In Search of Beatrice

Productions of the Meno Fortas Theatre, created by Eimuntas Nekrosius, have long become imbued with an inescapable sensation of tragedy.  This sensation likewise comes through in the first scenes of “The Divine Comedy”, based on the poem by Dante Alighieri, debuted recently in Vilnius by the great Lithuanian director.  

A huge, black, heavy sphere, dominating everything in space — a dark planet — is dimly reflected in the metal wall that cuts sideways through the stage.  A black grand piano is revealed at the back of the stage.  A copper kettledrum, cut in a spiral into nine circles of the Inferno, sways above the forestage, springing slightly (set designer Marius Nekrosius, costume designer Nadezhda Gultiayeva).   People clad in shabby gray and black clothes have grown accustomed to the surrounding gloom and do not notice it.  Dante is pulled out of the dismal mundane by his meeting with a cheerful pug-nosed girl named Beatrice (Ieva Triskauskaite), who disappears as suddenly as she had appeared only a moment ago.    She is like a breath of fresh air, like the gift of an instant’s worth of life. Being without her is no longer possible.  She hid behind a cold wall, but he imagines seeing her everywhere.  Light white paper silhouettes of her pug-nosed profile appear here and there all across the stage. 

Rolandas Kazlas is not portraying a distracted poet, engulfed by a romantic longing for his departed beloved.   His Dante is earthly and passionate, and does not wish to come to terms with this loss.  He rushes to search for his Beatrice and ends up in hell; because hell is everywhere she is not.  Virgil (Vaidas Vilius) accompanies him.  It is not the ancient spirit of a pagan poet from Dante’s poem, however, but an amulet-friend, who is capable of commiserating with another person’s pain like few others can. The friends don’t have to go far: people have hell inside their souls, each their own.  The spiral kettledrum rings out – and they are surrounded by suicides with wooden planks in their hands that aim to make themselves into a cross.  The kettledrum rings out again – and “the former honorable citizens of Florence” rush to send letters of repentance “to Earth” with Dante, who places them into a bottomless mailbox.  The kettledrum rings out – and the former Pope is scurrying up the pyramid of Holy Sees, hoping to prolong his stay at the pinnacle of power for at least another minute. Dante is starting to understand people, learning how to listen to them.  And he immediately writes down his discoveries in a book (the hefty folio is lying on the forestage). The new knowledge is torturous at times, and Dante falls in a dead faint.  But the image of Beatrice comes to him and restarts the tired heart with one tender touch.  It is in hell that hope begins to shoot forth in the midst of tragedy.  Love is stronger than hell.  There is a certain tender jealousy in the way Dante watches Paolo and Francesca, who are doomed for all eternity to cross out words of love from every book.  And even though they are forced to cross out all the lines in all the books, they are doing so together, while his Beatrice is far away from him.  But he will find her.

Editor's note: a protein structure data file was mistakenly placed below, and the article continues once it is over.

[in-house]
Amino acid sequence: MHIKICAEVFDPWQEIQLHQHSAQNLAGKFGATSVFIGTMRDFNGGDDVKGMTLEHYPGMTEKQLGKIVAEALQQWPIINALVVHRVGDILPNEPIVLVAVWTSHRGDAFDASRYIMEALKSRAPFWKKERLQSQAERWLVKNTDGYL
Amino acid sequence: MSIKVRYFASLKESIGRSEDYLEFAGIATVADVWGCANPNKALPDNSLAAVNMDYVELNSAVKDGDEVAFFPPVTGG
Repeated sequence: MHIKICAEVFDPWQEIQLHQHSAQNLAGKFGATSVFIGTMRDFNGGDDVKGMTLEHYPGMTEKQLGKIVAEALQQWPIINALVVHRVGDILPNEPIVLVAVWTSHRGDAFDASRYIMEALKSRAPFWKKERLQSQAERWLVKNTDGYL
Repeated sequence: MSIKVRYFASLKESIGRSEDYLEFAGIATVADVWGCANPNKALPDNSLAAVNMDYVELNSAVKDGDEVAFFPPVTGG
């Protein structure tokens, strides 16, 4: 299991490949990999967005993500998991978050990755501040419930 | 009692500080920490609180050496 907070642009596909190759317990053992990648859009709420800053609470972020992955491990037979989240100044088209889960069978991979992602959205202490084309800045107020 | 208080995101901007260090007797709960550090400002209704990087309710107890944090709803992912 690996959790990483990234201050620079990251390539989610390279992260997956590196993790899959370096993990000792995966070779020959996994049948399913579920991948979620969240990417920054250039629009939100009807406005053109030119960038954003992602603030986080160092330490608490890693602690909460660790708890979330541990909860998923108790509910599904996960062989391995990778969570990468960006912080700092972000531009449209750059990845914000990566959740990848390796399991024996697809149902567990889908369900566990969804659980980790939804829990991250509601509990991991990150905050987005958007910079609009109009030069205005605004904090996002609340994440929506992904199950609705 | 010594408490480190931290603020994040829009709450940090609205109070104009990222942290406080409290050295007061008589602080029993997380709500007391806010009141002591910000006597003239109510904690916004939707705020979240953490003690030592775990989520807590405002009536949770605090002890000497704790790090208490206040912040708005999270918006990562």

The air of hope in the production is also due to the fact that the actors playing the inhabitants of hell, purgatory, and heaven are all very young students of the Vilnius Conservatory.  Their sincere dedication to their performance gradually brightens up the tragedy. Music picks up that mood as well.  By the play’s finale, the wide and free melody of Tchaikovsky’s symphony is born out of improvisations on the grand piano.  Artistic work is yet another force that makes the world go round, according to Nekrosius.  His Dante reaches heaven.  And he finds his Beatrice – even though he cannot embrace her right away: the lovers’ feet appear to be glued to the stage and, for a while, they are simply incapable of reaching one another.  But more than that, he also finishes his book.  His poem adds harmony, capable of subduing the hellfire that casts crimson glow on the gaping bowels of the enormous sphere that has been opened up on stage.  Human redemption lies not just in love, but in artistic work as well.


This show was created as a joint production of the Meno Fortas Theatre (Vilnius, Lithuania), the Teatro Pubblico Pugliese (Bari, Italy), and the International K.S. Stanislavsky Fund (Moscow, Russia).   The show’s premiere took place on April 26 on the stage of the National Drama Theatre of Lithuania.  This summer the production will be shown in cities across Italy, and from October 4 through October 6 it will appear in Moscow, on the stage of the Maly Theatre during the “Stanislavsky Season” Festival.


Elena Gruyeva

Photo: Dmitry Matveyev


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